The lecture takes place at 7.30pm on Thursday 15 March 2007 at the Royal Geographic Society, 1 Kensington Gore, London SW7. Tickets will be £12, with a pay bar before and after the Lecture, and they are available now from www.savetherhino.org or Zoe at Save the Rhino, Email: zoe_AT_savetherhino.org.
Save the Rhino International and the Environmental Investigation Agency are co-hosting the Fifth Douglas Adams Memorial Lecture, a talk by Dr Richard Leakey, on Thursday 15 March at the Royal Geographic Society in London SW7. In this talk, Dr Leakey will draw on his own experiences in Kenya, as founder and Director of the Kenya Wildlife Service and as the Head of Kenya's Civil Service to reflect on the successes, current problems and future challenges.
Richard Erskine Leakey was born on 19 December 1944, the second of Louis and Mary Leakey's three sons. Quickly following in his parents’ footsteps, his first career was in the field of paleoanthropology, with many important finds including (with Alan Walker in 1984), "Turkana Boy," a Homo erectus roughly 1.6 million years old, one of the most complete skeletons ever found. In 1968, aged just 24, Richard Leakey was appointed Director of the National Museums of Kenya.
In 1989 Richard left his post to become Director of the Kenya Wildlife Service. In this capacity, he spearheaded efforts to end rampant elephant poaching, but he made political enemies in the process. Nonetheless, the elephant population has since stabilised and continues to grow. In 1993 Leakey survived a serious plane crash and the following year he resigned as director of the Kenya Wildlife Service, though he continues to be active in political and environmental arenas.
As the former Director of Kenya's National Museums and former director of the Kenya Wildlife Service, he has used his leadership skills and considerable influence to raise money for the preservation of Kenyan culture and wildlife. Never one to back down on a challenge, in 1995 Richard Leakey took a stand against corruption in Kenya’s government by forming Safina, an opposition party. Despite being subjected to beatings, death threats, and constant government surveillance, Leakey has continued his crusade for political justice. Although no longer active in fieldwork, Dr Leakey, as one of the foremost authorities on wildlife and nature conservation, continues to educate others about the dangers of environmental degradation through his many lectures and books.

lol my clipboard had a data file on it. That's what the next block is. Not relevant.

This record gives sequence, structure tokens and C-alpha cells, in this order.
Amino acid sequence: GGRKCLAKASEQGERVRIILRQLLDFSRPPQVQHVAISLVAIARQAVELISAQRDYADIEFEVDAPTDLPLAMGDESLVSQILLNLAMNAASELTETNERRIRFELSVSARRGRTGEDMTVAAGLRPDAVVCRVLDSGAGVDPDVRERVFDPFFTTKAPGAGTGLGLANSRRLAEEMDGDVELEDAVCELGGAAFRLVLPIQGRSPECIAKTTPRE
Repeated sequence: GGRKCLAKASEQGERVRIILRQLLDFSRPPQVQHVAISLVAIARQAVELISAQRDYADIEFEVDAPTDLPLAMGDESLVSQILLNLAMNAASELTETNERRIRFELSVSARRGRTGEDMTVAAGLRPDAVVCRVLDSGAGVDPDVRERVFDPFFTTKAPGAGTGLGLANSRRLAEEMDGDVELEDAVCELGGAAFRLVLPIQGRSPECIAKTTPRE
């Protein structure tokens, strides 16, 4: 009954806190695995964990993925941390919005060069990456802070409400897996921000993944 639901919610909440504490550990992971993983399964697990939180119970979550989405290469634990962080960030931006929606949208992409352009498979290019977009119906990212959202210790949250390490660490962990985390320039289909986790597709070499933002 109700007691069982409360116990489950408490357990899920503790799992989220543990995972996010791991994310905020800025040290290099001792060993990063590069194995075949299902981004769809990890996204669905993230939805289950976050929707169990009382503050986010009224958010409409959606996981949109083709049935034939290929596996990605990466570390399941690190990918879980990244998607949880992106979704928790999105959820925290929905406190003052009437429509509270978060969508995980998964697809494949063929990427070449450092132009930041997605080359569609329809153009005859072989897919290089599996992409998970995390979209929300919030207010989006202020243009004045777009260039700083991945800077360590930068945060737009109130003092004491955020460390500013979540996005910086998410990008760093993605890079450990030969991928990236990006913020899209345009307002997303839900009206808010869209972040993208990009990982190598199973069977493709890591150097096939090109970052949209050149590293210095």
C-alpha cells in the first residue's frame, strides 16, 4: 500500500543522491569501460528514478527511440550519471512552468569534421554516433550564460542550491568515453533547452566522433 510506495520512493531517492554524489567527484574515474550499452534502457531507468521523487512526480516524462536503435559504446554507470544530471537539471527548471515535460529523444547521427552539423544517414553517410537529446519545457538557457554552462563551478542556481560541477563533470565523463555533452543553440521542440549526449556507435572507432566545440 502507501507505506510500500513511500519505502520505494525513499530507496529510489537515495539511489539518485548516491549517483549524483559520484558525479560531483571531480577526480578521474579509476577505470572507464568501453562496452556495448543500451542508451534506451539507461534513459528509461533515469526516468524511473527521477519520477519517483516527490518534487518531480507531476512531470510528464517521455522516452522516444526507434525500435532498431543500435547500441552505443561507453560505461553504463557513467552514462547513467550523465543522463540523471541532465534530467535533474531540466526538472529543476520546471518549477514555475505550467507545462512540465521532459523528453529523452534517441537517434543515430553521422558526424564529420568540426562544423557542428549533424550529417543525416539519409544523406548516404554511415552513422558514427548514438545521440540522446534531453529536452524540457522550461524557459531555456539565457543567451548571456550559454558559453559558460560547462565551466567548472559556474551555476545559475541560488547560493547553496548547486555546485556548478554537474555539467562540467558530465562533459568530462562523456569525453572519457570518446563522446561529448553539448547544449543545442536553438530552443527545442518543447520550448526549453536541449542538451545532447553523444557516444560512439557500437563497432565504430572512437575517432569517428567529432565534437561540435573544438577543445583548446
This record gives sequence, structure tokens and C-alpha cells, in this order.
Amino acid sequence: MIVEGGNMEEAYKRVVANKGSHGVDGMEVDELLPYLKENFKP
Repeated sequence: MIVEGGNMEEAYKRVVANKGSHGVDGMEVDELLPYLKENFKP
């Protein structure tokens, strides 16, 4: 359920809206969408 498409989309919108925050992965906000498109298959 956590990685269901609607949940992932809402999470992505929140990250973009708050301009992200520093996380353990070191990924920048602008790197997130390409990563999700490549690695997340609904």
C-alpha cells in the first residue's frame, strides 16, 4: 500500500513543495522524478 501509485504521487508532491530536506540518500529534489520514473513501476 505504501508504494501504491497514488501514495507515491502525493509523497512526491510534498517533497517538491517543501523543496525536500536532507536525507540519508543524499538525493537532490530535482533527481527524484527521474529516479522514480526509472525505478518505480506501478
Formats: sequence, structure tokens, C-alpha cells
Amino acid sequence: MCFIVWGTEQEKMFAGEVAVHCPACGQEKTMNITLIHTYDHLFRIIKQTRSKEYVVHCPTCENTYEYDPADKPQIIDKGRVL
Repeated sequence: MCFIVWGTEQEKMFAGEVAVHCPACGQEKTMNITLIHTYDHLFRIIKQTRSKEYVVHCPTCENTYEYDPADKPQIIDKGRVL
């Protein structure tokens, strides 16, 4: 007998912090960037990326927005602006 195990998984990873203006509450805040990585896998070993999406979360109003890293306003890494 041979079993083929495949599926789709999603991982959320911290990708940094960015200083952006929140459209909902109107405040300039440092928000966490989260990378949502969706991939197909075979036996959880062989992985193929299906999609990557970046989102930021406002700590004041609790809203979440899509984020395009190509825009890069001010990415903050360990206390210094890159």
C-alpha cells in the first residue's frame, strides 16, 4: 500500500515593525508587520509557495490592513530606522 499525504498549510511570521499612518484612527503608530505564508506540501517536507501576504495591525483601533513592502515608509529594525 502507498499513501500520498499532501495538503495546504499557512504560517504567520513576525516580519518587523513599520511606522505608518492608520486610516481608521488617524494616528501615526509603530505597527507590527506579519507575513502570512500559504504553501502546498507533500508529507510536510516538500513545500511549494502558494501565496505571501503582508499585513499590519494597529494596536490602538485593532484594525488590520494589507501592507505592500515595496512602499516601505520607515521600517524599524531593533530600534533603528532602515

The lecture is in aid of Save the Rhino International and the Environmental Investigation Agency, two charities supported by Douglas Adams. Douglas developed his deep-seated interest in wildlife conservation during a 1985 visit to Madagascar, which eventually resulted in a book (Last Chance to See) about the plight of species facing extinction. Douglas Adams died unexpectedly in 2001 at the age of 49. These Memorial Lectures continue to explore the themes in which Douglas was so interested.
Dr Leakey’s books include: Wildlife Wars: My Battle to Save Kenya's Elephants (paperback, August 2002, PanMacmillan, RRP £7.99); The Sixth Extinction: Biodiversity and Its Survival with Roger Lewin (paperback, November 1996, Phoenix Press, RRP £7.99); and Origins Reconsidered: In Search of What Makes Us Human also with Roger Lewin (paperback, October 1993, Abacus, RRP £10.99).
Douglas Adams created all the various and contradictory manifestations of The Hitchhiker’s Guide to the Galaxy: radio, novels, TV, film, computer games, stage adaptations, comic book and bath towel. For more information about Douglas Adams and his creations, please visit www.douglasadams.com
The Environmental Investigation Agency (EIA) is an international campaigning organisation committed to investigating and exposing environmental crime. Since 1984, EIA has used pioneering investigative techniques all over the world to expose the impact of environmental crime and to seek lasting solutions. More info at www.eia-international.org
Save the Rhino International works to conserve genetically viable populations of critically endangered rhinoceros species in the wild. We do this by providing financial and in-kind support for rhino- and community-based conservation projects in Africa and Asia. More info at www.savetherhino.org
Tickets are on sale now. Simply download the form and send it in with your cheque, alternatively phone the office on 0207 357 7474 and pay over the phone.